Kissing Point, New South Wales facts for kids
Kissing Point is a point on the Parramatta River about 2 km south of Ryde, located in the suburb of Putney. Historically, the name referred to a much wider area than the current-day point; and perhaps originally to the point near Ryde Bridge where Settlers Park is now located, and where a 1948 brass plaque by the Council states "THIS IS THE SITE OF THE FIRST SETTLEMENT ON 10th JANUARY 1792 - BY - WILLIAM CARELESS and JAMES WEAVERS IN THE LOCALITY SET UP BY GOVERNOR PHILLIP AS FARMS OF THE EASTERN BOUNDARY (LATER CALLED KISSING POINT)".
Origin of the name
Several possibilities have been suggested for the origin of the name "Kissing Point". One is that the name was given because the area of water around it was the furthest up Parramatta River that heavily laden vessels could reach before their keels "kissed" the bottom. Another, more romantic possibility is the area was popular for picnics and that Governor Hunter may have had a kiss in return for his chivalry on one such occasion. A third is that Governor Hunter rowed up the river on a journey of exploration, had breakfast at Breakfast Point, rowed across the river to Kissing Point where he kissed his wife goodbye before embarking on his journey.
The area was inhabited by the Wallumedegal people prior to European Settlement.
When the area was first settled by European colonists it was known as Eastern Farms. Land grants were made to 10 emancipated convicts in 1792. By 1794 the name had given way to Kissing Point. In the early 19th century the name was applied to an area including the current day Ryde, Putney and Gladesville.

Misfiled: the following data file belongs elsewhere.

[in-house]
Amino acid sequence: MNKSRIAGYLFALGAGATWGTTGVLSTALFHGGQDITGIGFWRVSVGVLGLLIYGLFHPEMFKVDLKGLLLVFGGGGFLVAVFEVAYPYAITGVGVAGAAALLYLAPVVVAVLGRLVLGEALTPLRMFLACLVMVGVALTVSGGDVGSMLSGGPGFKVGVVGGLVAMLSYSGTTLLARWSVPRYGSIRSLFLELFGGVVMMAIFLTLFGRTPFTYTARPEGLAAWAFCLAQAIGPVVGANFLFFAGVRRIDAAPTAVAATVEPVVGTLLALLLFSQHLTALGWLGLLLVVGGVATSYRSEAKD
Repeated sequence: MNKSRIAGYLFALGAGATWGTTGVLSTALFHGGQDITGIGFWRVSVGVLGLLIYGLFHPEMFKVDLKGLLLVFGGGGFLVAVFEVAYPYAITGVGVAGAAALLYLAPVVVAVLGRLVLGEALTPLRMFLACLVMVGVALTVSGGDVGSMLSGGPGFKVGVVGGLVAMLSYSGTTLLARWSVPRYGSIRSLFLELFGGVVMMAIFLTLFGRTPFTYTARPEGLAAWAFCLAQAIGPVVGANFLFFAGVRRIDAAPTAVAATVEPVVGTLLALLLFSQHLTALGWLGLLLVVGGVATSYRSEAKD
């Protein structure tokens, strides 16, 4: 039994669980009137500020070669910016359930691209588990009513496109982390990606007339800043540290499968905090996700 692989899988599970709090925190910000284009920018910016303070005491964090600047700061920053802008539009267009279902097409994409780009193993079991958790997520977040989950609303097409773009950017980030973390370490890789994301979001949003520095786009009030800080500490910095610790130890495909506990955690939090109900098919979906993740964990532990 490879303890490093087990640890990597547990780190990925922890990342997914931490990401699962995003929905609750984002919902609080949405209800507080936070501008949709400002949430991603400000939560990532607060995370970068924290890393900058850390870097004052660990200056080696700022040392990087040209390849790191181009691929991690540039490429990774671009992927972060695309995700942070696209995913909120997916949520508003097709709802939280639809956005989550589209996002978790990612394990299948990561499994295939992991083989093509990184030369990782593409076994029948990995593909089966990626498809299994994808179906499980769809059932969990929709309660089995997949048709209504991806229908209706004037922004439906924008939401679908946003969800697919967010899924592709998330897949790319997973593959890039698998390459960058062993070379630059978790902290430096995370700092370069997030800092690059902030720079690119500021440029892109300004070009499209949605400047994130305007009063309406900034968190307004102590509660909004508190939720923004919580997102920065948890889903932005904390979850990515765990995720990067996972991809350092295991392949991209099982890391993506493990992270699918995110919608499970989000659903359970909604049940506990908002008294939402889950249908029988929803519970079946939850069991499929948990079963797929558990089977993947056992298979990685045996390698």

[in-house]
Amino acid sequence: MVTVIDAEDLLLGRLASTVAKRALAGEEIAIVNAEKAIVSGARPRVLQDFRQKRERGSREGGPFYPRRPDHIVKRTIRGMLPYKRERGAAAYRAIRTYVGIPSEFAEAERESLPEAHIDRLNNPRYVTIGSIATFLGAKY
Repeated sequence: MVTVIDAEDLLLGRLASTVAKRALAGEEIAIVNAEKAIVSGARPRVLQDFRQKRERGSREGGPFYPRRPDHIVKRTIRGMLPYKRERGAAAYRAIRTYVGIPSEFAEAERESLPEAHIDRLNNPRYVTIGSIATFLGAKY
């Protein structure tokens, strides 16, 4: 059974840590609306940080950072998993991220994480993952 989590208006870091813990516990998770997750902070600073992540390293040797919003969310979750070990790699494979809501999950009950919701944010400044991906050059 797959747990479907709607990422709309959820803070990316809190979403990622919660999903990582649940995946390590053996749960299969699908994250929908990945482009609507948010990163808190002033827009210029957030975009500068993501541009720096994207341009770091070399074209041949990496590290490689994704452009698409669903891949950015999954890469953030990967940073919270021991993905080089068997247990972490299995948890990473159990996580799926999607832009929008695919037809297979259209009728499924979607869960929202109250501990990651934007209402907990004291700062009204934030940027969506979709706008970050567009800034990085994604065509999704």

One of the emancipists was James Squire who brewed the colony's first beer and became a wealthy business man. He grew hops in the area and established a brewery and a tavern on the location just west of the current-day Kissing Point. A plaque to James Squire is erected on the site.
Kissing Point was also an important source of fruits and vegetables for the early colony.
Bennelong died in the area. He was buried on the property of James Squire, probably in the area of the current day Cleves Park, around 300 metres from the point.
Kidman and Mayoh’s Shipyard established to build freight ships to replace freight fleet post World War I. A disastrous outcome, as the two ships built here were not commissioned, and were burnt and sold for salvage. Halvorsen’s ships located where James Squire’s original wharf stood. Halvorsen’s made ships for World War II.
Kissing Point is home to two wharfs; one at Bennelong Park and the other constructed off the very tip of the peninsula, the Sydney Ferries Kissing Point Wharf. Sydney Ferries operates a regular service to the Sydney CBD from the Kissing Point Wharf. Sydney Buses service 507 operates to the point.
There is a boat launching ramp adjacent to the Kissing Point Wharf with associated trailer parking. The point is a landmark on the Parramatta Valley Cycleway.
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